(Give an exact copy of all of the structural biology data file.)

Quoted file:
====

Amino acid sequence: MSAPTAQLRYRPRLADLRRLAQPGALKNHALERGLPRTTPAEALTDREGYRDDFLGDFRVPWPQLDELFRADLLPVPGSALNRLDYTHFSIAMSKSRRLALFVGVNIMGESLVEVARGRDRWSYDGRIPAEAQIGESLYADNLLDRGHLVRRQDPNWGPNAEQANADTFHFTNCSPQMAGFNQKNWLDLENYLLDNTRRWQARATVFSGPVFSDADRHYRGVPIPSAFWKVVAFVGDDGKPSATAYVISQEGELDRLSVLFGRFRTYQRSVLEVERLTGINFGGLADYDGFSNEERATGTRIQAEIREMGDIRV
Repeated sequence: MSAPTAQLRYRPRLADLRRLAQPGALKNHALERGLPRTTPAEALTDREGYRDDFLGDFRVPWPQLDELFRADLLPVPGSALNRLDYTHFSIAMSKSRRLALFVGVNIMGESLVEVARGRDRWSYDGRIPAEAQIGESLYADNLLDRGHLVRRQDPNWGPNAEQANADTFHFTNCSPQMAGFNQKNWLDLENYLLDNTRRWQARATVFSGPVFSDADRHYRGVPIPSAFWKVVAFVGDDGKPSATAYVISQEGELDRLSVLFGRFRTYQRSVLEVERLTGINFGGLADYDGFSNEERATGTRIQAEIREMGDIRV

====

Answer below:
Amino acid sequence: MSAPTAQLRYRPRLADLRRLAQPGALKNHALERGLPRTTPAEALTDREGYRDDFLGDFRVPWPQLDELFRADLLPVPGSALNRLDYTHFSIAMSKSRRLALFVGVNIMGESLVEVARGRDRWSYDGRIPAEAQIGESLYADNLLDRGHLVRRQDPNWGPNAEQANADTFHFTNCSPQMAGFNQKNWLDLENYLLDNTRRWQARATVFSGPVFSDADRHYRGVPIPSAFWKVVAFVGDDGKPSATAYVISQEGELDRLSVLFGRFRTYQRSVLEVERLTGINFGGLADYDGFSNEERATGTRIQAEIREMGDIRV
Repeated sequence: MSAPTAQLRYRPRLADLRRLAQPGALKNHALERGLPRTTPAEALTDREGYRDDFLGDFRVPWPQLDELFRADLLPVPGSALNRLDYTHFSIAMSKSRRLALFVGVNIMGESLVEVARGRDRWSYDGRIPAEAQIGESLYADNLLDRGHLVRRQDPNWGPNAEQANADTFHFTNCSPQMAGFNQKNWLDLENYLLDNTRRWQARATVFSGPVFSDADRHYRGVPIPSAFWKVVAFVGDDGKPSATAYVISQEGELDRLSVLFGRFRTYQRSVLEVERLTGINFGGLADYDGFSNEERATGTRIQAEIREMGDIRV